Drought Conditions Map, Jan 2017
Most parts of Somalia are facing serious drought conditions with the larger part of the population facing severe to extreme drought conditions. Since the last half of 2016, the severity has been spreading spatially and the impacts getting worse with time. Some climate models are already predicting a poor rainy season in the coming season which may further aggravate the existing drought conditions. However, this forecast will be confirmed in the coming month during a regional Climate Outlook Forum.
The months of January and February usually experience the lowest amounts of river flow along the Shabelle River. January 2017, has however seen significantly below normal levels along the river since the beginning of the month. Some parts of the river in the lower reaches have dried up. This has been caused by below normal rains experienced in the upper parts of the Shabelle basin during the previous season which in turn has led to reduced river flow and over utilization of the river water for various uses both in Ethiopia and inside Somalia. Information from Ethiopian side of the basin indicate low river levels. The decreasing trend is expected to continue in the next weeks as no rains are foreseen.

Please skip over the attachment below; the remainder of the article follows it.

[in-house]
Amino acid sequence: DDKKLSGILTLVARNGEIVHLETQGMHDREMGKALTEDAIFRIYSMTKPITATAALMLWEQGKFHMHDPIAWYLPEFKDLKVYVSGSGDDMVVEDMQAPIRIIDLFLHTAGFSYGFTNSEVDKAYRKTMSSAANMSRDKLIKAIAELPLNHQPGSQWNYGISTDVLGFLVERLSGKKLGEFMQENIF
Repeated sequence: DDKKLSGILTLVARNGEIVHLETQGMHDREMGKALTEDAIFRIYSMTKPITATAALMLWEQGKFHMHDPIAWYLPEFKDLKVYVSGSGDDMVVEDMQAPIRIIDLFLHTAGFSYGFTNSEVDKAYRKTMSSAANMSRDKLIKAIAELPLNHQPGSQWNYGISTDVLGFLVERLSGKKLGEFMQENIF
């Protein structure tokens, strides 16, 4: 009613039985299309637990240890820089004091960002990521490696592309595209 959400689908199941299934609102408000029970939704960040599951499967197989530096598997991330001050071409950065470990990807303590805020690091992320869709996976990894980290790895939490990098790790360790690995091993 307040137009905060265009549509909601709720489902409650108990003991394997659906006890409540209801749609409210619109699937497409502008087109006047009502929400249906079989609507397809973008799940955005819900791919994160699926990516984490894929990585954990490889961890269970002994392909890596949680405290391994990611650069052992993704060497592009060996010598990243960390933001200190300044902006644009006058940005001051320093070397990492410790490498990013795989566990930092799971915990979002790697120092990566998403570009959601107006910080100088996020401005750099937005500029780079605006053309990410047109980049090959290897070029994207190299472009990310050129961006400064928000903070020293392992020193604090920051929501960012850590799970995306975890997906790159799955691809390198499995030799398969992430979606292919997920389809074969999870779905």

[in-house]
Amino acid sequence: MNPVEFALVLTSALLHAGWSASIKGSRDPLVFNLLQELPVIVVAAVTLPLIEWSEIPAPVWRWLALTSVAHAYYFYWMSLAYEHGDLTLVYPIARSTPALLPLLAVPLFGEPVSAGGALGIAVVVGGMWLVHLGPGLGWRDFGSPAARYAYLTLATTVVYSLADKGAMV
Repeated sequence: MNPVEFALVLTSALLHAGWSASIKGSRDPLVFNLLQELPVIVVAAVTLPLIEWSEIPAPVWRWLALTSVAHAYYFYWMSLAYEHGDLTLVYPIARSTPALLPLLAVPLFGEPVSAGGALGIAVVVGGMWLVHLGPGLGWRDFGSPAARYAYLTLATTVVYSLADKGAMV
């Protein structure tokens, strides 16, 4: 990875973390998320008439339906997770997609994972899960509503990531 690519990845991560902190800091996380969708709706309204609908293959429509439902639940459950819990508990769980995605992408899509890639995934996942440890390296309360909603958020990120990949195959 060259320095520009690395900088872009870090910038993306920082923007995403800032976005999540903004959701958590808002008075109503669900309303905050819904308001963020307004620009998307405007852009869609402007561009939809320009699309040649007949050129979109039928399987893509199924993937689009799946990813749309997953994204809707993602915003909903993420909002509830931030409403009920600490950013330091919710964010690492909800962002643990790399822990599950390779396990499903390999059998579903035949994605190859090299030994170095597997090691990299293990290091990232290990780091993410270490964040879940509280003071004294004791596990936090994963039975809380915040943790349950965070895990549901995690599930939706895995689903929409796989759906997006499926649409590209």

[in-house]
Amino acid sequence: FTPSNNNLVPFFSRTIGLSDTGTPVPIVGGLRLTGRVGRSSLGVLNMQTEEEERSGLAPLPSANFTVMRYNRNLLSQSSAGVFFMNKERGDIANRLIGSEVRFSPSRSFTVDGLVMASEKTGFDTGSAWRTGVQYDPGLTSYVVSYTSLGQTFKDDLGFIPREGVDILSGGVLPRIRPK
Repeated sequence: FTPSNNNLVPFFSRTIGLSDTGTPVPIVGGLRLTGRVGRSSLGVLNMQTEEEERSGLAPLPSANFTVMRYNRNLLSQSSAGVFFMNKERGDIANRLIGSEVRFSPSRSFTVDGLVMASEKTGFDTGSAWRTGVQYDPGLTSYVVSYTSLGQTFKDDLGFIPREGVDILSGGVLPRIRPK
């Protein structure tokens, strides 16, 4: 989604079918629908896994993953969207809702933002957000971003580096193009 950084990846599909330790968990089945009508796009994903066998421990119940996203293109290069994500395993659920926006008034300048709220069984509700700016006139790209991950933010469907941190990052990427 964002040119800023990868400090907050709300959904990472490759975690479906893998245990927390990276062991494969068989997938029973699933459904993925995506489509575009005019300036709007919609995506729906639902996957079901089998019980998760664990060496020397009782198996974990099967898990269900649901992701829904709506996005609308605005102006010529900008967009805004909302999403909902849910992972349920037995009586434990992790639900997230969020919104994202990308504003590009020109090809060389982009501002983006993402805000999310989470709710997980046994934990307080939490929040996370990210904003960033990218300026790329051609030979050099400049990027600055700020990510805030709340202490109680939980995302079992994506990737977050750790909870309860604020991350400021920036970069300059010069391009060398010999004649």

River levels along the Shabelle River in Ethiopia are also currently below normal. Water levels have decreased significantly in the Melka Wakena Hydroelectric Power Station in Ethiopia located in the upper part of the Shabelle river. There are reported cases of water diversion from the river for irrigation purposes in Gode and Khellafo areas (some 50 kilometers from the Somali border). With no rains expected in the coming week, the situation is likely to deteriorate further with reduction of the river flow inside Somalia.
The low flows along the Shabelle River both in Somalia and Ethiopia are due to a hydrological drought within the basin, specially in the upper part. Water availability for human and animal use will continue to deteriorate until the river levels increase. The reduced river flow currently cannot support irrigated agriculture especially in Middle and Lower Shabelle reaches. This will affect the livestock, agriculture and all other water dependent sectors adversely. It is advisable to take advantage of the current situation and close any open river breakages and weak river embankments along the river. De-siltation of the river bed is also highly recommended at this time. SWALIM and other technical partners will keep monitoring and updating the situation